About 20 million Americans are currently infected, and about 6 million more get infected each year. HPV is usually spread through sexual contact.

Most HPV infections don’t cause any symptoms, and go away on their own. But HPV can cause cervical cancer in women and anal cancer in men. Cervical cancer is the 2nd leading cause of cancer deaths among women around the world. In the United States, about 10,000 women get cervical cancer every year and about 4,000 are expected to die from it.

Gardasil 9, the newest HPV vaccine, safely and effectively protects boys and girls from 90% of cancers caused by HPV.  This vaccine will prevent cervical, vulvar, anal and vaginal cancers as well as two thirds of oral cancers.

There is no cure for HPV infection, but some of the problems it causes can be treated.

Measles is the most serious of the common childhood diseases. Complications such as deafness, blindness, convulsions, and brain damage have occurred in approximately one in a thousand cases. Prior to the availability of the measles vaccine, there were 400 deaths annually in the United States. Measles vaccine is highly effective and is given at 12-15 months, with a booster at five years. It is usually given in combination with the vaccines for mumps and rubella (German Measles).

Approximately 5% of children develop a mild rash or have a fever 7-12 days after receiving the vaccine. Should your child develop a very high or persistent fever, or show other signs of illness, our office should be contacted. Very rarely, once in a million doses, the vaccine has caused encephalitis. The benefits of being protected against measles outweigh any risk from measles vaccine.

Meningococcal disease is a serious bacterial illness. It is a leading cause of bacterial meningitis in children 2 through 18 years old in the United States. Meningitis is an infection of the fluid surrounding the brain and spinal cord. Meningococcal disease also causes blood infections. About 1,000 – 2,600 people get meningococcal disease each year in the U.S. Even when they are treated with antibiotics, 10-15% of these people die. Of those who survive, another 11- 19% lose their arms or legs, become deaf, have problems with their nervous systems, become mentally retarded, or suffer seizures or strokes. Anyone can get meningococcal disease. But it is most common in infants less than one year of age and people with certain medical conditions, such as lack of a spleen. College freshmen who live in dormitories, and teenagers 15-19 have an increased risk of getting meningococcal disease. Meningococcal infections can be treated with drugs such as penicillin. Still, about 1 out of every ten people who get the disease dies from it, and many others are affected for life. This is why preventing the disease through use of meningococcal vaccine is important for people at highest risk.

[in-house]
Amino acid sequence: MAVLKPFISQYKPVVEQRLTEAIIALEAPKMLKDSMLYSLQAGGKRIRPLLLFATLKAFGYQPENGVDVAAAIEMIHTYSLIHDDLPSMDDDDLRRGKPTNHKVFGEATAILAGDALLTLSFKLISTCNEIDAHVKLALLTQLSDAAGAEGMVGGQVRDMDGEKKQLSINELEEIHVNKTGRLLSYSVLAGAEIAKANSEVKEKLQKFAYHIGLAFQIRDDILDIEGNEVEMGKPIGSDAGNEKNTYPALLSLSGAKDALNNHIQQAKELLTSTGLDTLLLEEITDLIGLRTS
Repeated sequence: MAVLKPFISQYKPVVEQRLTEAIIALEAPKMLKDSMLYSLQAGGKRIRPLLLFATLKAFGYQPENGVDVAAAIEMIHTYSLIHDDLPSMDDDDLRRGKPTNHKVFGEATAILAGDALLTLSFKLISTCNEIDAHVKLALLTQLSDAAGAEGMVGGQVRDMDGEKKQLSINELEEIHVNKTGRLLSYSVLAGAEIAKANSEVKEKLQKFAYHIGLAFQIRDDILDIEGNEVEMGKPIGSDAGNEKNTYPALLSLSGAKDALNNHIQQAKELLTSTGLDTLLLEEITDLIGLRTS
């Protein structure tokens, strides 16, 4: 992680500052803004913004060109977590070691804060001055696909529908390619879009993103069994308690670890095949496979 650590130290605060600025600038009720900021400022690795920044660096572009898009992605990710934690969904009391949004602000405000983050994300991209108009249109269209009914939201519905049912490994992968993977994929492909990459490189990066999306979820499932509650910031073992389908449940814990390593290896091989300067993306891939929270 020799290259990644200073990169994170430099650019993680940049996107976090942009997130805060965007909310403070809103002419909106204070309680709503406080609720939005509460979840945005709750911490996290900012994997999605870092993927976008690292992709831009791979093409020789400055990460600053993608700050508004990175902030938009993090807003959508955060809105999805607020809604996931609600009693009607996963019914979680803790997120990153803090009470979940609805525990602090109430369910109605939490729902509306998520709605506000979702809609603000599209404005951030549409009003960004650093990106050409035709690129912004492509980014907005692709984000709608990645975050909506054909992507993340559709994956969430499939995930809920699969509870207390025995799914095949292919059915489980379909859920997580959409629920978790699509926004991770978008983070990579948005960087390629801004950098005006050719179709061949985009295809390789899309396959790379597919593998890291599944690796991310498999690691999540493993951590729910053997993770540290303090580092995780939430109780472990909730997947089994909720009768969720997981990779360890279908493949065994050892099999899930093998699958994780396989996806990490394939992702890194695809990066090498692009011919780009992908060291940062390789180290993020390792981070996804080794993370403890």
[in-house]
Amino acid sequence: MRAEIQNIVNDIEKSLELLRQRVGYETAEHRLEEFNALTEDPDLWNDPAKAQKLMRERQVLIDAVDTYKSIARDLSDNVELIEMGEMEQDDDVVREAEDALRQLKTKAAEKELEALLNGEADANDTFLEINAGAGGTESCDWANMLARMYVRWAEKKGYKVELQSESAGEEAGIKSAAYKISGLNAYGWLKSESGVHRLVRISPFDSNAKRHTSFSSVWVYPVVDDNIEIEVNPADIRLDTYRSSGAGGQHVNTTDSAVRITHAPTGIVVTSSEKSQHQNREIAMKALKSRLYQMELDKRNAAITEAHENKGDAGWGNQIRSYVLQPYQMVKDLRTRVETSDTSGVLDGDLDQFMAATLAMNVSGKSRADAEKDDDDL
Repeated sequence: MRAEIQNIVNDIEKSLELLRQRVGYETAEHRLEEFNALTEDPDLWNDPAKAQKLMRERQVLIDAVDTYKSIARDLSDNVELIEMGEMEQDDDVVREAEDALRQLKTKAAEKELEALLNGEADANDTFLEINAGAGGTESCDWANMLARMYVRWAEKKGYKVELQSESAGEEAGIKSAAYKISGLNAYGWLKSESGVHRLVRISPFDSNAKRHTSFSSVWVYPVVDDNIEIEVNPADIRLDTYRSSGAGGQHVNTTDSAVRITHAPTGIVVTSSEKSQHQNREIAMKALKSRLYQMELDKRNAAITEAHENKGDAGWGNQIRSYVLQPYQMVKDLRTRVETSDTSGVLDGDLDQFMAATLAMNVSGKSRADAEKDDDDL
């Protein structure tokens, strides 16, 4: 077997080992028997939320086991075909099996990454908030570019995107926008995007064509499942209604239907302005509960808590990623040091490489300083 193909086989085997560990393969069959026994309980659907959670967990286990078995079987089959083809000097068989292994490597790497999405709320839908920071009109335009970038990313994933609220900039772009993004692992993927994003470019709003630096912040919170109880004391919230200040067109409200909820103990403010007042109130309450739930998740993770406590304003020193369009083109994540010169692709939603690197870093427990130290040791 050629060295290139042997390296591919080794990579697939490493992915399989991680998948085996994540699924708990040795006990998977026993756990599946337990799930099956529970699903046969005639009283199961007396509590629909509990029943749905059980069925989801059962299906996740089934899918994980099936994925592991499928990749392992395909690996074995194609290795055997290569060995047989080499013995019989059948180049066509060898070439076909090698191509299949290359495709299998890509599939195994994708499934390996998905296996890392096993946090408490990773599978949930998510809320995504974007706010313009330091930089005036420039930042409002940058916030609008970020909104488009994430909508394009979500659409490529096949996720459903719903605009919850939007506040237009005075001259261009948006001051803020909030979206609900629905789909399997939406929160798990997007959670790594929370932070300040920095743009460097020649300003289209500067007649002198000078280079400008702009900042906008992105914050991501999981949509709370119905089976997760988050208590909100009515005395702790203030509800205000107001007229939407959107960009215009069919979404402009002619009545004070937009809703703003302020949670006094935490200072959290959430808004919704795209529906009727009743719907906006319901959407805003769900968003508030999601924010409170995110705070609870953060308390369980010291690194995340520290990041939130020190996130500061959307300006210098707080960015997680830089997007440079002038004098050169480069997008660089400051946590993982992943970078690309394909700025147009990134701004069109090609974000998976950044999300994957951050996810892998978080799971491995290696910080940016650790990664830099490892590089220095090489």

Meningococcal disease is a serious illness caused by a type of bacteria called Neisseria meningitidis. It can lead to meningitis (infection of the lining of the brain and spinal cord) and infections of the blood. Meningococcal disease often occurs without warning – even among people who are otherwise healthy.

Meningococcal disease can spread from person to person through close contact (coughing or kissing) or lengthy contact, especially among people living in the same household.

There are at least 12 types of N. meningitidis, called “serogroups.” Serogroups A, B, C, W, and Y cause most meningococcal disease.

Anyone can get meningococcal disease but certain people are at increased risk, including:

  • Infants younger than one year old
  • Adolescents and young adults 16 through 23 years old
  • People with certain medical conditions that affect the immune system
  • Microbiologists who routinely work with isolates of N. meningitidis
  • People at risk because of an outbreak in their community

Even when it is treated, meningococcal disease kills 10 to 15 infected people out of 100. And of those who survive, about 10 to 20 out of every 100 will suffer disabilities such as hearing loss, brain damage, kidney damage, amputations, nervous system problems, or severe scars from skin grafts.